Wellesley Public Schools Supt. David Lussier said during this week’s School Committee meeting that “there’s still a lot of moving parts, I think is the headline that remains.” So there, we made it the headline above.
Among those parts that are still moving are the launch of a remote learning school for about 500 students alongside the hybrid school reopening plan that the school system has articulated and tentatively been agreed upon with the Wellesley Educators Association. School begins online-only for all students on Sept. 16, then those who are taking part in the hybrid plan will begin attending school in person at the start of October. Additional logistical and safety measures will be worked out and implemented during the period between those two dates. WPS is looking to lock students into the online or hybrid model as of this week, and is encouraged parents to stick with their decisions through the semester unless extenuating circumstances arise.
Lussier acknowledged “there’s a lot of anxiety among teachers about going back” even though Wellesley is deemed a “green community” by the state based on its low COVID-19 case count per 100,000 residents. Staffing is challenging to say the least, given that 90% of staff lives elsewhere, so they are coping wth balancing their local school system models with Wellesley’s to address childcare and other needs. Wellesley is doing its best to be flexible and match the skills of teachers who need to work from home with available slots in the remote school, Lussier said.
Dozens of jobs are listed on the WPS website, many with the terms “anticipated vacancy” and “1 year assignment” attached to them. Lussier declined to get into specifics during a Board of Health meeting earlier in the day, when asked about the number of teachers taking leave or students fleeing to private schools or home schooling.
During the School Committee meeting, Lussier spelled out the metrics that the school system will use to determine moving from hybrid to remote or even a full return, and noted that the Town of Wellesley has updated its COVID-19 information hub to highlight the stats that the school system will be using to determine its course. These include new cases per 100,000 (14-day rolling average), positivity rates among those tested, and related stats for the communities in which staff live. Note that town will be factoring in numbers not just for Wellesley, but for the county and state, to ensure nothing sneaks up on us, even if Wellesley’s numbers are below target thresholds.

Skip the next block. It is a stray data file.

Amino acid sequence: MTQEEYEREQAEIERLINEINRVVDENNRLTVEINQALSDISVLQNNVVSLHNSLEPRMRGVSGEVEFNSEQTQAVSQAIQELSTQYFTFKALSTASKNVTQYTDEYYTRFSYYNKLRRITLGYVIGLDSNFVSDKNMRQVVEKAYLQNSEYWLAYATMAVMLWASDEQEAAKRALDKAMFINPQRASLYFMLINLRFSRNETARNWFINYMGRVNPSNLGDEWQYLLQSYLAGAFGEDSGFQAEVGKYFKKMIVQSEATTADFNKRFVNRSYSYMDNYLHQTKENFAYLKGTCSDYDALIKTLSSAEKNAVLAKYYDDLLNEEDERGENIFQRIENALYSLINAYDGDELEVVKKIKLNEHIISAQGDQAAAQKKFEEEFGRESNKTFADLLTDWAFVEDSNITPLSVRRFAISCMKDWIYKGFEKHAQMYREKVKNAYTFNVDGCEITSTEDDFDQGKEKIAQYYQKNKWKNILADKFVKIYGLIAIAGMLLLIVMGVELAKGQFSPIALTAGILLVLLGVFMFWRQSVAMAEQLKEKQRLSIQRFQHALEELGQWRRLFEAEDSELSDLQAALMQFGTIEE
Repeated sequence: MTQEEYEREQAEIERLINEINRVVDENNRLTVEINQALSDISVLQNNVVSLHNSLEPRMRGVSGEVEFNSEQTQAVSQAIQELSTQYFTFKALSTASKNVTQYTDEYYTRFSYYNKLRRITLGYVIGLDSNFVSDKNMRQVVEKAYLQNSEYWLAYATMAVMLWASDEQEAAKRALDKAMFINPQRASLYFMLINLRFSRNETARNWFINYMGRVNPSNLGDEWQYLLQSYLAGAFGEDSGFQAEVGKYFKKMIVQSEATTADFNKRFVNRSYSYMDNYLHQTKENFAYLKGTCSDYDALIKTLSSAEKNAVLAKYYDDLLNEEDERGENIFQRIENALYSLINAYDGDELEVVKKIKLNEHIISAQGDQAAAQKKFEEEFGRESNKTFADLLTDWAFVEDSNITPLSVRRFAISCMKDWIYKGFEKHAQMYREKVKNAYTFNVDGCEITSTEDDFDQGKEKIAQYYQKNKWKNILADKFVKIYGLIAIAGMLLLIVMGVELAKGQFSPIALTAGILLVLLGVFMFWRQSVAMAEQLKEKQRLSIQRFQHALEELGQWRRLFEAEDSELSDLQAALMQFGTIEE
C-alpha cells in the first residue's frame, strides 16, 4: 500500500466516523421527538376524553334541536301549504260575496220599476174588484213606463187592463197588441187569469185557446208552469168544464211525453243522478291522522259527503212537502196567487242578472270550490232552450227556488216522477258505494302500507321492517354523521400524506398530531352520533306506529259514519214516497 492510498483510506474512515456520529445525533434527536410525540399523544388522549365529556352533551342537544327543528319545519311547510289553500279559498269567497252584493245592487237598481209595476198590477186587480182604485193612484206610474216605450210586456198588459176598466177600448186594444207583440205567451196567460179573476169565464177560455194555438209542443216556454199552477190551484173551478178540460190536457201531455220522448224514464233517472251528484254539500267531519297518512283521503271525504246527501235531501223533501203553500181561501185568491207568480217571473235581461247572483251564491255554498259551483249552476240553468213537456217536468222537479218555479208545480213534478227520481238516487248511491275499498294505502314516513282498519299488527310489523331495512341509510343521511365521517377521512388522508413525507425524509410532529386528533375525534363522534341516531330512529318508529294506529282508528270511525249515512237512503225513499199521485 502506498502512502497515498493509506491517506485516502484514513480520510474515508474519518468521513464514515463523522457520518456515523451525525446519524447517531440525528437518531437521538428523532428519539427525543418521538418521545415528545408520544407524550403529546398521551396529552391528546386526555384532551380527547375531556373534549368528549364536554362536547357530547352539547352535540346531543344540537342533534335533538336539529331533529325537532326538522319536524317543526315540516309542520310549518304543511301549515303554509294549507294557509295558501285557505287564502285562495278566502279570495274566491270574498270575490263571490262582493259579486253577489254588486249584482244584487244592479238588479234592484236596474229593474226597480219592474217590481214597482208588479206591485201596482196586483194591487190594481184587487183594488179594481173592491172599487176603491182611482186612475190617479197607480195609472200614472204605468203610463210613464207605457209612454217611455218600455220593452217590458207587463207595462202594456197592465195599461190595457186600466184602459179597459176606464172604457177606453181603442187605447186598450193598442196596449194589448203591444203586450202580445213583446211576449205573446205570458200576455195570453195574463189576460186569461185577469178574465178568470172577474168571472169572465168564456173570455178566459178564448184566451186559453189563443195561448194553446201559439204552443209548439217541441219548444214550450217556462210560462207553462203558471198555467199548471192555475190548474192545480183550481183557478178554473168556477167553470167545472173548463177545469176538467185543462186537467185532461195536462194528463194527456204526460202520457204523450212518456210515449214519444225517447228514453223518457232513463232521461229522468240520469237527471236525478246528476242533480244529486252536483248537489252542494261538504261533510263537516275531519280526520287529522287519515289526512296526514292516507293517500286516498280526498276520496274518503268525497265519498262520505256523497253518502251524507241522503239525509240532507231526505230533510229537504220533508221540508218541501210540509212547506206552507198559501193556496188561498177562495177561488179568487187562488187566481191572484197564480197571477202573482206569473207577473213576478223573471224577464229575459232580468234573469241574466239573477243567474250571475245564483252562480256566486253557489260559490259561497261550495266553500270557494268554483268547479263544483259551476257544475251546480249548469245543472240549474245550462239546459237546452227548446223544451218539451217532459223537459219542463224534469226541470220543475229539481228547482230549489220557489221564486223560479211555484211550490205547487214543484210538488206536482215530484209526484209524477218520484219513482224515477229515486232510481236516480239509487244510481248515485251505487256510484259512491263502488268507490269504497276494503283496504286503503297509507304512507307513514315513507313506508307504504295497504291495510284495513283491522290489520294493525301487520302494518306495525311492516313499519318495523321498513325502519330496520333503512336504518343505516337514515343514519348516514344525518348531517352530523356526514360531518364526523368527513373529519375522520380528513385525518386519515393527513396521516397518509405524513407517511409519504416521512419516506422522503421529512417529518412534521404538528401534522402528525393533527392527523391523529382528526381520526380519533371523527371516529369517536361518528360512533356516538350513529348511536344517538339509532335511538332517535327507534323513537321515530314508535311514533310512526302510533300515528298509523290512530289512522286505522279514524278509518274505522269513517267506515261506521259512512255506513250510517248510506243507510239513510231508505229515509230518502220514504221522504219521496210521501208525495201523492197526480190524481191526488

Among the other moving parts: You may notice tents popping up near school buildings to allow those attending in person to get breaks outside the buildings, sometimes for class, sometimes for lunch, sometimes just to get fresh air (new filters being installed in schools will clean air indoors). The School Committee warned that the tent placements, which meet ADA requirements, could interfere with some youth sports programs, so patience was urged.
Parents will begin getting information about their kids’ elementary school teachers next week once they provide their contact information on the school parent portal. Middle School students will learn homeroom teachers and guidance counselors first, then the rest of their information when school starts. High schoolers will get their course and teacher information on Sept. 9.
Another moving part is the proposed COVID-19 viral testing program that Dr. Lussier and others in the school system say would play a critical role in allowing in-person classes to continue once they start. The School Committee on Aug. 19 authorized a request for proposal for an outfit to run such a testing program, and that RFP was written with an eye toward not burdening the Board of Health. Things are moving fast: The goal is to select a vendor by the end of next week and get baseline testing of the school community going by the end of the month.
The aforementioned Board of Health meeting included an overview of the RFP, which board members say they wish they had been involved earlier in the RFP development process. Board of Health Chair Shep Cohen raised concerns about the RFP, stressing the Health Department’s need to focus on the overall public’s health and not just that of the school community. The Board of Health wants to ensure that systems already in place, including with partner Newton-Wellesley Hospital, aren’t compromised. The handling of contact tracing and other issues also arose. So discussions continue.